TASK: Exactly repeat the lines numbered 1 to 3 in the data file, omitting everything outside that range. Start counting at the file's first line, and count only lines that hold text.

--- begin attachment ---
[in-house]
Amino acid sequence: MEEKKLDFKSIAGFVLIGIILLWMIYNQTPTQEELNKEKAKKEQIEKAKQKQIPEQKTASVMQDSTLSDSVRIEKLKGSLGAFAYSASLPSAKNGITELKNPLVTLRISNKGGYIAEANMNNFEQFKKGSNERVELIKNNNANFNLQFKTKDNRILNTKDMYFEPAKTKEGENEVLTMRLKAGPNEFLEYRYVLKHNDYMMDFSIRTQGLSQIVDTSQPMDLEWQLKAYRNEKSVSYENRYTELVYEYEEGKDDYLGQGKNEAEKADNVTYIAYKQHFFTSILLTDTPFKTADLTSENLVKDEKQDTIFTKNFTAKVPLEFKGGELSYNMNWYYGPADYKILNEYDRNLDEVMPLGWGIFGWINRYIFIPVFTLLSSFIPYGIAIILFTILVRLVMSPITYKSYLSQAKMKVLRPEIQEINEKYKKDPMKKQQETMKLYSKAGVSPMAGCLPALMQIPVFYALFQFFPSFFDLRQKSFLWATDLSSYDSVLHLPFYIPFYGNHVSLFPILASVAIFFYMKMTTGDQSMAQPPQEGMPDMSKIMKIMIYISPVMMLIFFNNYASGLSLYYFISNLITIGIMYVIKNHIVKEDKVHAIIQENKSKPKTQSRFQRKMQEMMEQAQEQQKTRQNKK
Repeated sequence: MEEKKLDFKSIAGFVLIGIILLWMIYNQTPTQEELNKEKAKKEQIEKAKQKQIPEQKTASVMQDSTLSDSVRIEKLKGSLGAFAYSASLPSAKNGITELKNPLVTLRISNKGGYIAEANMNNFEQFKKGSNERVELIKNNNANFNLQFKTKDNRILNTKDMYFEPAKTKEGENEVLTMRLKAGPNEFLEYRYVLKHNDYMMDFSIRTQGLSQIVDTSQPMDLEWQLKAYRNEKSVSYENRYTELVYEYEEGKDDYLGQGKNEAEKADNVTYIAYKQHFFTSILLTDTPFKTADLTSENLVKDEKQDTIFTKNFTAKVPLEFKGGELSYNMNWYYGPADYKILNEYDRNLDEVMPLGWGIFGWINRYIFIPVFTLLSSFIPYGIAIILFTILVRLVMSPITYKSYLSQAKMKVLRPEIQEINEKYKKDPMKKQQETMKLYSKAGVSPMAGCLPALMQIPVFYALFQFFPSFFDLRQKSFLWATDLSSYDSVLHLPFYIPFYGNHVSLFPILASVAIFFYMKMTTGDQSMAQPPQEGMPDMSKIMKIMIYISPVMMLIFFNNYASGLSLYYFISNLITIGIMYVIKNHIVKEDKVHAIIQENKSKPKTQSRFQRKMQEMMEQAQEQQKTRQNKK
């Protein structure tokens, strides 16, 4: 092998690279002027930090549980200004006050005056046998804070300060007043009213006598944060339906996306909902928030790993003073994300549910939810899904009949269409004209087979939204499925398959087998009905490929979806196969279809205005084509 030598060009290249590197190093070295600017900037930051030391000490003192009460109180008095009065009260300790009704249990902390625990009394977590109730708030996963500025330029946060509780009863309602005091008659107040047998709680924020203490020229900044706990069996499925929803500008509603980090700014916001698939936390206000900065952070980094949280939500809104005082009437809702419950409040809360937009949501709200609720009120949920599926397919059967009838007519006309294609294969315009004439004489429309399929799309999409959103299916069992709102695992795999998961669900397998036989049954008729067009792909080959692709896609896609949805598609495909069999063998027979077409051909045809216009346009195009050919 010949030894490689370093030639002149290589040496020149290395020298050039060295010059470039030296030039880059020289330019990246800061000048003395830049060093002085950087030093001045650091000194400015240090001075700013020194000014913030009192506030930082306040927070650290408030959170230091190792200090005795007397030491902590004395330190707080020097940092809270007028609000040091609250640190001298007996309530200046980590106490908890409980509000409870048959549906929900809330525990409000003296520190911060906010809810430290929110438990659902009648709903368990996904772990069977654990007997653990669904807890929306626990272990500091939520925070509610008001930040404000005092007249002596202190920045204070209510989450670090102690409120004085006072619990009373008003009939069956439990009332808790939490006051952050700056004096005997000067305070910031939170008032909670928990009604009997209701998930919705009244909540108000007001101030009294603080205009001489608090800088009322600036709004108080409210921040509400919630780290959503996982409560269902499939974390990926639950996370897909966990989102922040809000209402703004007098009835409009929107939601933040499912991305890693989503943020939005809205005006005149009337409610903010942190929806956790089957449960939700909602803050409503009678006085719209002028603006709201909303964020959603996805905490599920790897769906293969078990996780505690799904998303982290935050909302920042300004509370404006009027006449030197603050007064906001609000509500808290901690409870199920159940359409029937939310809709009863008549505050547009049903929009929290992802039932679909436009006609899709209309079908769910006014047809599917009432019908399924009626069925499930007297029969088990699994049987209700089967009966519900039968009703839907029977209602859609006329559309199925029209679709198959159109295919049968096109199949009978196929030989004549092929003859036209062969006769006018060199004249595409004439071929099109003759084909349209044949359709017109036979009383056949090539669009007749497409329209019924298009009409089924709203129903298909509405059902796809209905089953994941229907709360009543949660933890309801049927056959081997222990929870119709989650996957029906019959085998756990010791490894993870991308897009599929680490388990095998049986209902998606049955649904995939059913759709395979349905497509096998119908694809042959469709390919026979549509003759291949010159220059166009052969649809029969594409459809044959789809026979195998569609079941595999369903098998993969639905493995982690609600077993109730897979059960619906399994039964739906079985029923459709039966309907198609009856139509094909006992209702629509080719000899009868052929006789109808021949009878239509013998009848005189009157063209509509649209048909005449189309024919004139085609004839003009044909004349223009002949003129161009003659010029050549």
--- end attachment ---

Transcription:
[in-house]
Amino acid sequence: MEEKKLDFKSIAGFVLIGIILLWMIYNQTPTQEELNKEKAKKEQIEKAKQKQIPEQKTASVMQDSTLSDSVRIEKLKGSLGAFAYSASLPSAKNGITELKNPLVTLRISNKGGYIAEANMNNFEQFKKGSNERVELIKNNNANFNLQFKTKDNRILNTKDMYFEPAKTKEGENEVLTMRLKAGPNEFLEYRYVLKHNDYMMDFSIRTQGLSQIVDTSQPMDLEWQLKAYRNEKSVSYENRYTELVYEYEEGKDDYLGQGKNEAEKADNVTYIAYKQHFFTSILLTDTPFKTADLTSENLVKDEKQDTIFTKNFTAKVPLEFKGGELSYNMNWYYGPADYKILNEYDRNLDEVMPLGWGIFGWINRYIFIPVFTLLSSFIPYGIAIILFTILVRLVMSPITYKSYLSQAKMKVLRPEIQEINEKYKKDPMKKQQETMKLYSKAGVSPMAGCLPALMQIPVFYALFQFFPSFFDLRQKSFLWATDLSSYDSVLHLPFYIPFYGNHVSLFPILASVAIFFYMKMTTGDQSMAQPPQEGMPDMSKIMKIMIYISPVMMLIFFNNYASGLSLYYFISNLITIGIMYVIKNHIVKEDKVHAIIQENKSKPKTQSRFQRKMQEMMEQAQEQQKTRQNKK
Repeated sequence: MEEKKLDFKSIAGFVLIGIILLWMIYNQTPTQEELNKEKAKKEQIEKAKQKQIPEQKTASVMQDSTLSDSVRIEKLKGSLGAFAYSASLPSAKNGITELKNPLVTLRISNKGGYIAEANMNNFEQFKKGSNERVELIKNNNANFNLQFKTKDNRILNTKDMYFEPAKTKEGENEVLTMRLKAGPNEFLEYRYVLKHNDYMMDFSIRTQGLSQIVDTSQPMDLEWQLKAYRNEKSVSYENRYTELVYEYEEGKDDYLGQGKNEAEKADNVTYIAYKQHFFTSILLTDTPFKTADLTSENLVKDEKQDTIFTKNFTAKVPLEFKGGELSYNMNWYYGPADYKILNEYDRNLDEVMPLGWGIFGWINRYIFIPVFTLLSSFIPYGIAIILFTILVRLVMSPITYKSYLSQAKMKVLRPEIQEINEKYKKDPMKKQQETMKLYSKAGVSPMAGCLPALMQIPVFYALFQFFPSFFDLRQKSFLWATDLSSYDSVLHLPFYIPFYGNHVSLFPILASVAIFFYMKMTTGDQSMAQPPQEGMPDMSKIMKIMIYISPVMMLIFFNNYASGLSLYYFISNLITIGIMYVIKNHIVKEDKVHAIIQENKSKPKTQSRFQRKMQEMMEQAQEQQKTRQNKK